Tomorrow: Your responses to Friday’s column. But today . . .
ENRON: WHOSE FAULT WAS IT ANYWAY?
Here’s an interesting piece from the Charlotte World. Yes, it concedes, greed contributed to the Enron mess. But the corrupting influence of gays and lesbians was a major contributing factor as well. ‘Not incidentally,’ reports the World, ‘all of the ‘Big Five’ accounting firms, including Arthur Andersen, now offer same-sex benefits.’
It is, I feel sure, the original caveman rallying cry. (I base this information on nothing but primal instinct.) You want more food? UGMA! UGMA! Your team is winning the Flintstone Olympics? UGMA! UGMA! A pretty cavewoman passes by? UGMA! UGMA! (Cavewomen would have had an entirely different cry, heavier on the treble, which I can hear in my head but not spell.)
Al Stitz: ‘I started saving for my two kids’ college expenses back in the the late 80’s and early 90’s using UGMA [Uniform Gift to Minors] accounts. I typically have to pay income taxes in the kid’s names every year. Can I convert the UGMA accounts into Section 529 tuition accounts to save on taxes?‘
☞ Who the heck knows? Less Antman, that’s who! I transmit one of these questions from a beacon on top of my computer . . . he receives it on his zirconium CPAger ring . . . sidles off unnoticed into a phone booth . . . changes into a cape and boots . . . and – off he goes!
Let me preface his answer by explaining Al’s motivation. Money inside a Section 529 Qualified Tuition Plan grows tax-free . . . and can be withdrawn tax-free to pay for tuition. That’s a pretty great deal. The exact terms of the Section 529 plan vary from state to state (I like the Utah plan, among others), so a lot of people use savingforcollege.com to find a plan they like.
But then the question becomes, how to fund it? Can you take the money you’ve already salted away in an UGMA bank or brokerage account – with you as the custodian because at 3, Janie couldn’t be expected to do the paperwork and make the investment decisions – and somehow switch it into one of these wonderfully tax-advantaged Section 529 plans?
‘You cannot ‘convert’ UGMA accounts to 529 accounts,’ Less reports, with a flourish of his cape, ‘but you can sell investments in a UGMA account and transfer the proceeds into a 529 plan . . . which should either be designated as a UGMA 529 or have the child as owner, to be technically in compliance with the law. You will incur taxes on the sale of the UGMA assets, if there are any built-in gains. But if the child is at least 14 or the child’s total income, including the gain, is less than $1,500, the federal tax rate on investments held over one year is 10% and on investments held over five years is 8%, and that isn’t a bad one-time tax to incur to make the future income tax-free (especially since the gains will eventually have to be realized to spend it on college, anyway).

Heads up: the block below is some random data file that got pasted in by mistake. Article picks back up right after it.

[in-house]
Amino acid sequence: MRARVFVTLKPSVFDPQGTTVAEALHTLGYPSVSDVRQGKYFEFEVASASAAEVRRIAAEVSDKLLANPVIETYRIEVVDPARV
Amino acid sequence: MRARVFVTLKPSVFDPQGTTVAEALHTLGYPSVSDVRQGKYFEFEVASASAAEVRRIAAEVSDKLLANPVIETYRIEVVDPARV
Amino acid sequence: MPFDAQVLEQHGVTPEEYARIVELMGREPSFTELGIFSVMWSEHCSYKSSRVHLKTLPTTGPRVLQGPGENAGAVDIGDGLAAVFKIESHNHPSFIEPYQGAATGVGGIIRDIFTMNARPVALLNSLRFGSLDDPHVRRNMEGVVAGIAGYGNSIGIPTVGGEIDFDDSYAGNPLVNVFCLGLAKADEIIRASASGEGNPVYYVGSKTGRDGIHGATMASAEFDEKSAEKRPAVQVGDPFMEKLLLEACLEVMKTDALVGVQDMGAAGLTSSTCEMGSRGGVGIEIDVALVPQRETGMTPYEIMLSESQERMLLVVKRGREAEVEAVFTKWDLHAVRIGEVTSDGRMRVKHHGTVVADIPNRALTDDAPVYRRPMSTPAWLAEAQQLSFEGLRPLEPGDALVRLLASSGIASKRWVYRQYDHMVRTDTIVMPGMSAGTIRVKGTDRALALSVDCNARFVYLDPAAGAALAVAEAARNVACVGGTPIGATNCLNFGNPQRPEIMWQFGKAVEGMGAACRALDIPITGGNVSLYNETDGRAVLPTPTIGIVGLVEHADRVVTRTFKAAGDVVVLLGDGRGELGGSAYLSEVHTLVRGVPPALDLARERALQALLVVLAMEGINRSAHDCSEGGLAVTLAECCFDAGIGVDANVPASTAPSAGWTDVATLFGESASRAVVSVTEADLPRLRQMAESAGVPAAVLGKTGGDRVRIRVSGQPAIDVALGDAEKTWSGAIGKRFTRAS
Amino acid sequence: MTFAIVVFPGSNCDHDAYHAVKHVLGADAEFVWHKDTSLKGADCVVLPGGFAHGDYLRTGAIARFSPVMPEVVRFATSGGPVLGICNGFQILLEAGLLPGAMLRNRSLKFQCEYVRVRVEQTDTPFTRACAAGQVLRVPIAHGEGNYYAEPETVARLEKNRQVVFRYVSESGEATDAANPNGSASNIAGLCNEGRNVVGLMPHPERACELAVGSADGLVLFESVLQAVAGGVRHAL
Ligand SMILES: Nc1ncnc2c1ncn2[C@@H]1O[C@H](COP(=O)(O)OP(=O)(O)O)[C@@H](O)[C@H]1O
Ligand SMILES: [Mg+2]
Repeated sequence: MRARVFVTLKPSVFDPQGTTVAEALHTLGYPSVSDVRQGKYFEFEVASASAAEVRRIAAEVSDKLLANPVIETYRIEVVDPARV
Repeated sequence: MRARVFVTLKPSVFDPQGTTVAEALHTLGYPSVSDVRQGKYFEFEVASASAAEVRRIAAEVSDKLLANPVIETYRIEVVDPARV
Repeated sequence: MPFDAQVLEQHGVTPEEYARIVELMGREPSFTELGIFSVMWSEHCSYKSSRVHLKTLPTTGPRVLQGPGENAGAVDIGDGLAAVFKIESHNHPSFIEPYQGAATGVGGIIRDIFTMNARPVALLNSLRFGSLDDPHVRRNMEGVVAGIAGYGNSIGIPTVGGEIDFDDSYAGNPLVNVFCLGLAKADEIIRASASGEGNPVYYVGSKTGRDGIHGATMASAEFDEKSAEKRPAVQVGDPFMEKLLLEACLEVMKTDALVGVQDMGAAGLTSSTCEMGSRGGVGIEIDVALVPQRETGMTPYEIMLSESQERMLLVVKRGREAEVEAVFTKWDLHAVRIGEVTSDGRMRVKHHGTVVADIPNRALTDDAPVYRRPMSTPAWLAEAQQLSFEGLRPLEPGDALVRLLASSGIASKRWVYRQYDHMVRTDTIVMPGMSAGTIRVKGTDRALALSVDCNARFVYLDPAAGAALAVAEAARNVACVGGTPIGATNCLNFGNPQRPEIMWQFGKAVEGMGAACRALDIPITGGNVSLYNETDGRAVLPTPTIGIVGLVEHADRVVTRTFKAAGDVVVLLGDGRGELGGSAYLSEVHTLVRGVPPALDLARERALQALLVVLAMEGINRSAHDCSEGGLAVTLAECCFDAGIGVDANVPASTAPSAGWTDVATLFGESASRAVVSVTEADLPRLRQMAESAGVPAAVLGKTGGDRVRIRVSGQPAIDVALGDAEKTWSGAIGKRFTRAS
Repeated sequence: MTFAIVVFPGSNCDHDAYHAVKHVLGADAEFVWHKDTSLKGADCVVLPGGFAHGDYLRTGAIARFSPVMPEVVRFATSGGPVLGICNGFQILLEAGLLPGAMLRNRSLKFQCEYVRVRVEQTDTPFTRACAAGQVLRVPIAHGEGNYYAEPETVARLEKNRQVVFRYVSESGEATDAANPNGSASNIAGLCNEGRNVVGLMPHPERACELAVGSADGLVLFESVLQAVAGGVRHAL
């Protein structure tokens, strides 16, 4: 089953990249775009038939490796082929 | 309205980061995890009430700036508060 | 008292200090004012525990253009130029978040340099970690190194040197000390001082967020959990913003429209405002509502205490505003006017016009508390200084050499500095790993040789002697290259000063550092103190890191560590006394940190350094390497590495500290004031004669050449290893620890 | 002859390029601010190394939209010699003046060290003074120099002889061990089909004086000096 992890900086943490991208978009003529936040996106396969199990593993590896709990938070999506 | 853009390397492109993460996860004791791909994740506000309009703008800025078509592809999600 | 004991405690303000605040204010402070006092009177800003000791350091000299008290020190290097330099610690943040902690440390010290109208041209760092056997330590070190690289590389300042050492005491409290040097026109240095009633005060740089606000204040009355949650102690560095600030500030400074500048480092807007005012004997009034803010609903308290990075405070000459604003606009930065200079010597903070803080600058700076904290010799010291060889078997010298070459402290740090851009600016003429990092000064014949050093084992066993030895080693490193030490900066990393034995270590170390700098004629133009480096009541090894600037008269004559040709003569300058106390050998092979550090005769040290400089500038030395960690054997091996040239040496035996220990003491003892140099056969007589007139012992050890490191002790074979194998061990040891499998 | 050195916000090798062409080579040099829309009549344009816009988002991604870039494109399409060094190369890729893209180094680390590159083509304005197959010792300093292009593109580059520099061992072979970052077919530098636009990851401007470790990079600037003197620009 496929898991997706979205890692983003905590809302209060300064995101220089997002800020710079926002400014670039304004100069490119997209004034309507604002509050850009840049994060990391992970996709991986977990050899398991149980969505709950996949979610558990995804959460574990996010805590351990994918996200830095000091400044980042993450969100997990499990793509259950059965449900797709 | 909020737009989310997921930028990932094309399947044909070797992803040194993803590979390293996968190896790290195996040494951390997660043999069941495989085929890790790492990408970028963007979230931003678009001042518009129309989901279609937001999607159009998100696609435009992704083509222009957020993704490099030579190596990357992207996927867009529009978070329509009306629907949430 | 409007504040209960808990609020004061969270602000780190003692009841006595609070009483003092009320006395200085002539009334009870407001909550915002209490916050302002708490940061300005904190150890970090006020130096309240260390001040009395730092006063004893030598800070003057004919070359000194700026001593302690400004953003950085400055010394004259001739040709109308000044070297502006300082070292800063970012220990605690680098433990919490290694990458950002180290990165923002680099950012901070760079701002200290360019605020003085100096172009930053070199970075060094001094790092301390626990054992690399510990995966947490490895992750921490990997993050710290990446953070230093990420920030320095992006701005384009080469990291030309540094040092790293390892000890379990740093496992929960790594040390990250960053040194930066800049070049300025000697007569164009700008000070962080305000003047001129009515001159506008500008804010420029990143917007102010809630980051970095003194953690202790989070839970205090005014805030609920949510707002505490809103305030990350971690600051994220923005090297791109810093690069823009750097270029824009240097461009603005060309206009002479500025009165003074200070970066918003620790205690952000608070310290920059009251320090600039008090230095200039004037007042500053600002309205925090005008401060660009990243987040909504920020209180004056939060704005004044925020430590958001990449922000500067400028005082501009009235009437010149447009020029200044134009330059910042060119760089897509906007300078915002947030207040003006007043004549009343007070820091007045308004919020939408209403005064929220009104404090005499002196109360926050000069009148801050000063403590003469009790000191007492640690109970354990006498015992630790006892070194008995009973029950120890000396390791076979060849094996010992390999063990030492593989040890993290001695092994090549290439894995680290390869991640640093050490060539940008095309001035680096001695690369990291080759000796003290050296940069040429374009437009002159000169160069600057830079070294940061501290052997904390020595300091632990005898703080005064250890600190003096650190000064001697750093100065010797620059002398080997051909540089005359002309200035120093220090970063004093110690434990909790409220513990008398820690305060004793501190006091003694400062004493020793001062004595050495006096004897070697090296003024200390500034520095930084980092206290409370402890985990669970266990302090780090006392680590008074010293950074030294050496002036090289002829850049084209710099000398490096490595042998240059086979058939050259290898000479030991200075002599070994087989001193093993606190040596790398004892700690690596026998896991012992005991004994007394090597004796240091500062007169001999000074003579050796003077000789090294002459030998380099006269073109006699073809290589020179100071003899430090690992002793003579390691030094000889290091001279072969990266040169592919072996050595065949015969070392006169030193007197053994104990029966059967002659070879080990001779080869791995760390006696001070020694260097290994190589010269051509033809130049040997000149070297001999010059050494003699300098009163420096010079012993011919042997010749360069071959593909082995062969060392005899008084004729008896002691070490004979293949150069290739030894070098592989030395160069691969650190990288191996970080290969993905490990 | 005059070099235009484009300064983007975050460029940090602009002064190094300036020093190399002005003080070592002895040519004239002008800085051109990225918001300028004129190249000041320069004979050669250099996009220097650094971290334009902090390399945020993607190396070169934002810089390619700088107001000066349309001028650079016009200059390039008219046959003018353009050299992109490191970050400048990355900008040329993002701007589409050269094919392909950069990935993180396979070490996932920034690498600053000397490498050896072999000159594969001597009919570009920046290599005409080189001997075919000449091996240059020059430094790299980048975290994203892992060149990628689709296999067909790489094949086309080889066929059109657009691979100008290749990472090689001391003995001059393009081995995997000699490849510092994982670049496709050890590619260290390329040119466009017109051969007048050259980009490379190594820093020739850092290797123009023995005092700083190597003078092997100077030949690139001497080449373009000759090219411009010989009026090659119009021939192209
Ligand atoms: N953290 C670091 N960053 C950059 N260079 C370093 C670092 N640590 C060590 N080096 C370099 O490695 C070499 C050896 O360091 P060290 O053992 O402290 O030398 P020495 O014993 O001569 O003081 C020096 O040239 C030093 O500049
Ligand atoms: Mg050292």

‘A reasonable approach might be to stop reinvesting mutual fund distributions and instead take the cash and add it to a 529 plan. Then, sell as much as you can without pushing your child into the 20% long-term gains tax bracket (no problem if the child is 14, but limited to $1,500 total income if the child is younger), and add that to the plan as well. When the child is 14, sell the rest and add it to the fund. This assumes, of course, that you are willing to spend all the money in the 529 plan on college costs for the child. If you want the money available for other purposes, you must keep it out of the plan.’
Actually, you could do much the same thing transferring up to $2,000 a year into a Coverdell Education Savings Account (the old ‘Education IRA’). They, too, grow your money tax-free and allow completely tax-free withdrawal for tuition, and may involve less in the way of fees. And, Less says, ‘I’m pretty sure the income limitations on Coverdell Education Savings Accounts won’t apply, since the contributor is the child, not the parent. UGMA money – also known as UTMA money – is the property of the child.’
Quote of the Day
Years ago, in the Carter term, a stockbroker tried to explain what Schlumberger did. 'It goes to 100,' the broker said, exaggerating only a little bit. 'Then it splits three-for-two and goes back to 100 again.'~GRANT'S Interest Rate Observer
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